After the rigged presidential election in August 2020, the situation further deteriorated. Any form of protest was met with mass repression, including unjustified detentions and harsh prison sentences. A number of union activists and leaders have been fired and arrested, their homes and union offices have been searched. REP chair Vasily Zavadsky was forced to flee Belarus. Nevertheless, Belarusian independent unions continue their daily struggle for democracy, workers' and human rights.

"SPM is grateful for the recognition of Belarusian independent unions' role in the struggle for democratic transition and protection of workers' rights. We have always felt the support of IndustriALL and the international labour movement. The struggle continues, and we will make sure that workers in Belarus get rid of the political dictatorship and can freely unite in their organizations to protect their rights," says SPM chair Aleksander Bukhvostov.

The Prize Committee states that in shaping a new political and economic regime after the fall of Lukashenko, a vibrant trade union movement, independent of political authorities, will be crucial in creating a society that serves the vast majority.

IndustriALL supported the nomination and congratulates the recipients IndustriALL general secretary Valter Sanches says: "All three unions have fought tirelessly for workers' rights. We admire their continued courageous struggle for democracy in Belarus in general, and for genuine workers' representation in the workplace in particular. These unions will play a key role in drawing up a new political and economic agenda for Belarus, safeguarding the social and economic interests of the whole population."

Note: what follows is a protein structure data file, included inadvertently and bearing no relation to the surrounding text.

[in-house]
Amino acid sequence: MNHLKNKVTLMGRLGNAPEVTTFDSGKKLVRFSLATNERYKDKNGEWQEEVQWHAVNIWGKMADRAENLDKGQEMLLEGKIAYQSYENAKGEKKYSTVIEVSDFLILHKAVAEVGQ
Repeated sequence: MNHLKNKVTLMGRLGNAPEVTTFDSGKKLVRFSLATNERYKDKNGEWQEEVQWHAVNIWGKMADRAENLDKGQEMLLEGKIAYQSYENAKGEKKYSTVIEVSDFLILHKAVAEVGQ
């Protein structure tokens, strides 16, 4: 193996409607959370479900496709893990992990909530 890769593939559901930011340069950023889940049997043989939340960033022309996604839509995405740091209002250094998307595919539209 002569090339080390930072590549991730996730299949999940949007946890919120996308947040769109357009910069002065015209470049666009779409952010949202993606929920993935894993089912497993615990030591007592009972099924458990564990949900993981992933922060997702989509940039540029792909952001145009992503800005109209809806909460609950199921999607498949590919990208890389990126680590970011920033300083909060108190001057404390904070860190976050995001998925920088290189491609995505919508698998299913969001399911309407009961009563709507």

Arthur Svensson international prize for trade union rights was established by Norwegian union Industri Energi to promote and strengthen trade unions and trade union rights internationally.

Source:  IndustriALL Global Union--IndustriALL represents 50 million workers in 140 countries


Belarus: ILO and UN Human Rights Council speak out

The ITUC has welcomed an International Labour Organization (ILO) Committee on Freedom of Association report that calls the Belarus government to account over serious violations of workers' rights, including freedom of association and the right to strike.

06-04-2021:   The recommendations of an ILO Commission of Inquiry in 2004 have largely been ignored by the government, which is continuing its campaign of anti-union repression after working people rejected the falsified election results through which Alexander Lukashenko retained power last August.